Category Archives: Travel


This morning I’m pausing to say thank you.   I wonder how many times I’ve driven past sunsets I didn’t watch or sat in the car looking my phone and ignored the gifts He gives just because I didn’t take the time to pay attention.


Vacation has a way of making me slow down to look around.   This photo certainly displays the beauty of what God created.   Look at those colors.


My kids make me slow down.   My daughter picked these on a walk around our neighboorhood from a bush in an empty lot.  Sweet.


Difficulties can slow me down.  Sometimes in a good way.

One of my former co-workers walked into my office yesterday and handed me this note and a donation.    It made me think about the fact that our lives entertwine with others.  I haven’t seen her in a long time.  And yet, when she heard about the arson at our church this week she acted and gave encouragement and grace.      Made me cry.  It also made me want to pause and touch other people in their pain.   Made me grateful.

How about you?   What causes you to pause and notice?   What makes you grateful?



Filed under Faith, Family, Travel

The Flip Side: Art

I took an art class as a child.  My parents firmly believed that children should be exposed to a variety of activities to try and see where their interest and talent lie.   I was definitely interested in art.   I was not talented.

While in Amsterdam recently we toured the Van Gogh museum.   What I knew before the visit about Van Gogh was limited to a vague idea that he’d chopped his ear off and wasn’t he the guy who painted Starry Night?  And those Water Lillies?  Oh wait.  That was Monet. But Starry Night and the ear.  Yup, that’s Van Gogh.

Turns out after the four floors and several hundred paintings that I love Van Gogh.   Tortured soul that he was.   There were a couple of stories and one painting that bore into my memory.   Good art is like that.  It becomes a part of who you are and how you view the world.

Vincent Van Gogh had several unsuccessful careers prior to becoming an artist.   He was fired from being a pastor for being overzealous.  At that point he decided he would be a painter.   Just like that.  Decided.   He had no training and frankly no idea if he had any talent.   I viewed several of his first paintings.  They were awful.   Simplistic.  Much like what I drew when I took my childhood art class.   I love this early optimism.    I love that he didn’t give up.   Van Gogh painted over two thousand paintings in just over ten years.   During one period of his life he only consumed bread, tobacco and coffee so he could use the rest of his money to buy paint supplies.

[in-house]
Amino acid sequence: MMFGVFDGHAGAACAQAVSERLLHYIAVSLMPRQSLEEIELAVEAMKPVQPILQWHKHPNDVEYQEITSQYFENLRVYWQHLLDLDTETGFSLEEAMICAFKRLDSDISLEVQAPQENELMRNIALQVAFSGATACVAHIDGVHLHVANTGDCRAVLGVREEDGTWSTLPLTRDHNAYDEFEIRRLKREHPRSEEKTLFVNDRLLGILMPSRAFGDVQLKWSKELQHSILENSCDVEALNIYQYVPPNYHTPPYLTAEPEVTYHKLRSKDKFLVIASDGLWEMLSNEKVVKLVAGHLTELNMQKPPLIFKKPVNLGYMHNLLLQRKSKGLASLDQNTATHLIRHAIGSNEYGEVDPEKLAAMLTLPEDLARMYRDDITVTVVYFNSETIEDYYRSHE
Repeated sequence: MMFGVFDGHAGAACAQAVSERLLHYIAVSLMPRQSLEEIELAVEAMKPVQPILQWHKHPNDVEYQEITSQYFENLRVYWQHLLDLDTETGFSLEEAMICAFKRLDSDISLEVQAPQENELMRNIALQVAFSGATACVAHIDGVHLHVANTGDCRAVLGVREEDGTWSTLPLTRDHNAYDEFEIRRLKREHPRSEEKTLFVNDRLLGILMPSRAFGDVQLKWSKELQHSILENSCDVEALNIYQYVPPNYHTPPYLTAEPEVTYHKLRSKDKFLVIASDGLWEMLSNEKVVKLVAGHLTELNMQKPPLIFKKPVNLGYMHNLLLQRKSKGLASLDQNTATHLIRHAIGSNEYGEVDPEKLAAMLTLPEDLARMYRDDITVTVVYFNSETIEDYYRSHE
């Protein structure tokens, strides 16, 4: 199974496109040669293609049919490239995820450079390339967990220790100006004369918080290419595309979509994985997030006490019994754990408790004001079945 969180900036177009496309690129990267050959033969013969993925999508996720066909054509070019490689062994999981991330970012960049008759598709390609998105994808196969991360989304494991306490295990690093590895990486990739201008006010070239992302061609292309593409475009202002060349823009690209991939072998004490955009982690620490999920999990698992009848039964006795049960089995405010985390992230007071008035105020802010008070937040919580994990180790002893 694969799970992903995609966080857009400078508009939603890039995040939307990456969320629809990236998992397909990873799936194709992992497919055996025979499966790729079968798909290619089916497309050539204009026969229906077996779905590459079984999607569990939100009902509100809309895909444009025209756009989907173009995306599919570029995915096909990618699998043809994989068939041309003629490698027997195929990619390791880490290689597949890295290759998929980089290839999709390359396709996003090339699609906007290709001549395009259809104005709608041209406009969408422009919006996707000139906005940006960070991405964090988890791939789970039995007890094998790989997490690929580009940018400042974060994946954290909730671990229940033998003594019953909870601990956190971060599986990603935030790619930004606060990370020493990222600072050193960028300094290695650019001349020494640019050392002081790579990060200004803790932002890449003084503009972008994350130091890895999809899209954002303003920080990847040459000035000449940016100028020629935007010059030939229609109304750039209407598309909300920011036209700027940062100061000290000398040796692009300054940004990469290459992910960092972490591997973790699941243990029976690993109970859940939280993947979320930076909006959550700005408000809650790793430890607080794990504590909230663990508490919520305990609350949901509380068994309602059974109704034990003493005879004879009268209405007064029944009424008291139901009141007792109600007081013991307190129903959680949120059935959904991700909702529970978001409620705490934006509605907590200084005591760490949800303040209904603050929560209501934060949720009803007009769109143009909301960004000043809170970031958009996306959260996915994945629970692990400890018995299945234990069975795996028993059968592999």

“What would life be if we had no courage to attempt anything?”  Vincent Van Gogh.

In 1888, Van Gogh  left Holland for France hoping to start an artistic community.   When he found out his friend, Paul Gauguin had agreed to come, Van Gogh started to paint to decorate his room.    The paintings he created?  Sunflowers.   I love that among Van Gogh’s most famous paintings are ones that were created solely to decorate for a friend.

I wish Van Gogh’s story didn’t have chapters of depression and asylums and shotguns.   I wish it was just beauty and joy and good surgeons and redemption.   But I’m grateful for the paintings.    My favorite painting was painted in the last few weeks of his life.   Wheat Field Under Clouded Sky.   I think part of the message of Van Gogh’s life is that beauty is there even in the pain.

The fishermen know that the sea is dangerous and the storm terrible, but they have never found these dangers sufficient reason for remaining ashore.  Vincent Van Gogh

Want to see the flip side of Art?   Check out

1 Comment

Filed under Travel, Uncategorized

Risk the View

My husband and I celebrate our thirteenth wedding anniversary today.   He’s a great guy.  I’m blessed.   I’ve been thinking a lot about marriage lately.   About marriages that fail and marriages that succeed;  why I got married and why I stay married.   What I didn’t know and what I still don’t understand. About what I hope my kids’ marriages look like.    About grace and commitment and friendship and passion and comfort.

For our tenth anniversary we went to Ireland.   Everything in Ireland was fierce.  Blustery weather, dark clouds, brilliant rainbows, the heady scent of burning peet, rough wool sweaters, spray painted sheep.

Scalding hot food and blistering cold showers.   Hot tea, homemade butter, oatmeal, cream and vegetable soup and blood pudding.    Churches, cemeteries and castles.  Guinness and dancing.

One day we took a ferry out to Inish Mor.  Its an island off the coast of the Connemara region.  The island is home to the 2000 year old fort Dun Aengus and to my absolute favorite place on earth.

The cliffs of Inish Mor.

It occurred to me as we stood by those cliffs that in the USA this would never happen.   We’d have warning signs and fences and legal disclaimers and nets.  We have too many rules.   Maybe its too many attorney’s.    I think in Ireland they figure if you fall off the edge of the cliff its your own fault.   Why wreck the view for everyone else?

Standing on the edge of the cliff with my spouse might be the most alive I’ve ever felt.   Terrified but exhilarated.   It was so worth the risk for the view.

Ireland is a beautiful, dramatic, heartbreaking and soul-searching country.   Its cheerful and playful and majestic.   It is  not a place for the weak at heart.     It’s a little like a good marriage.

I love you Aaron.  Happy Anniversary.   Wanna go back to Ireland with me?


Filed under Family, Travel, Uncategorized